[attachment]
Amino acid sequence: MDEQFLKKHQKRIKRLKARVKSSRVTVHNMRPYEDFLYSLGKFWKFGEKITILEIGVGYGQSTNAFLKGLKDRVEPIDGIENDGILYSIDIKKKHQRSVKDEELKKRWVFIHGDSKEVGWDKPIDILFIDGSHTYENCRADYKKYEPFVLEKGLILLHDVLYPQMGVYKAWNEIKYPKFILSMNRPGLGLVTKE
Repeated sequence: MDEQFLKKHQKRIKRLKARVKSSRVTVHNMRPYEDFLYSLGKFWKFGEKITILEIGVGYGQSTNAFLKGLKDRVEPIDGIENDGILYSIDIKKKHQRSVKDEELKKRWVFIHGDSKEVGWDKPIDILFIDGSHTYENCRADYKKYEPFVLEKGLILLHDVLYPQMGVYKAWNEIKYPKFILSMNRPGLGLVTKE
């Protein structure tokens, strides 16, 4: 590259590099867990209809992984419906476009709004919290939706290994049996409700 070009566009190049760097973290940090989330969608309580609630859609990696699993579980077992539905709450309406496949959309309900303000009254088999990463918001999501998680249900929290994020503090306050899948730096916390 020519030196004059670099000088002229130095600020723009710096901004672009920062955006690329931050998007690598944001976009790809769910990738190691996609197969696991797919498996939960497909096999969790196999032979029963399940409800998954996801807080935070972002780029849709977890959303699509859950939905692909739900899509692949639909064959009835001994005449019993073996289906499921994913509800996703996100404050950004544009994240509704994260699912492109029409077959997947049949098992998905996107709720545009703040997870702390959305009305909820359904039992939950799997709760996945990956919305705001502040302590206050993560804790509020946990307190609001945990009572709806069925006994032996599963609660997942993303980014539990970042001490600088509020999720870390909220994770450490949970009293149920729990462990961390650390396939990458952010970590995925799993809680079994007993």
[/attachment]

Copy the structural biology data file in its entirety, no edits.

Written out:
Amino acid sequence: MDEQFLKKHQKRIKRLKARVKSSRVTVHNMRPYEDFLYSLGKFWKFGEKITILEIGVGYGQSTNAFLKGLKDRVEPIDGIENDGILYSIDIKKKHQRSVKDEELKKRWVFIHGDSKEVGWDKPIDILFIDGSHTYENCRADYKKYEPFVLEKGLILLHDVLYPQMGVYKAWNEIKYPKFILSMNRPGLGLVTKE
Repeated sequence: MDEQFLKKHQKRIKRLKARVKSSRVTVHNMRPYEDFLYSLGKFWKFGEKITILEIGVGYGQSTNAFLKGLKDRVEPIDGIENDGILYSIDIKKKHQRSVKDEELKKRWVFIHGDSKEVGWDKPIDILFIDGSHTYENCRADYKKYEPFVLEKGLILLHDVLYPQMGVYKAWNEIKYPKFILSMNRPGLGLVTKE
């Protein structure tokens, strides 16, 4: 590259590099867990209809992984419906476009709004919290939706290994049996409700 070009566009190049760097973290940090989330969608309580609630859609990696699993579980077992539905709450309406496949959309309900303000009254088999990463918001999501998680249900929290994020503090306050899948730096916390 020519030196004059670099000088002229130095600020723009710096901004672009920062955006690329931050998007690598944001976009790809769910990738190691996609197969696991797919498996939960497909096999969790196999032979029963399940409800998954996801807080935070972002780029849709977890959303699509859950939905692909739900899509692949639909064959009835001994005449019993073996289906499921994913509800996703996100404050950004544009994240509704994260699912492109029409077959997947049949098992998905996107709720545009703040997870702390959305009305909820359904039992939950799997709760996945990956919305705001502040302590206050993560804790509020946990307190609001945990009572709806069925006994032996599963609660997942993303980014539990970042001490600088509020999720870390909220994770450490949970009293149920729990462990961390650390396939990458952010970590995925799993809680079994007993």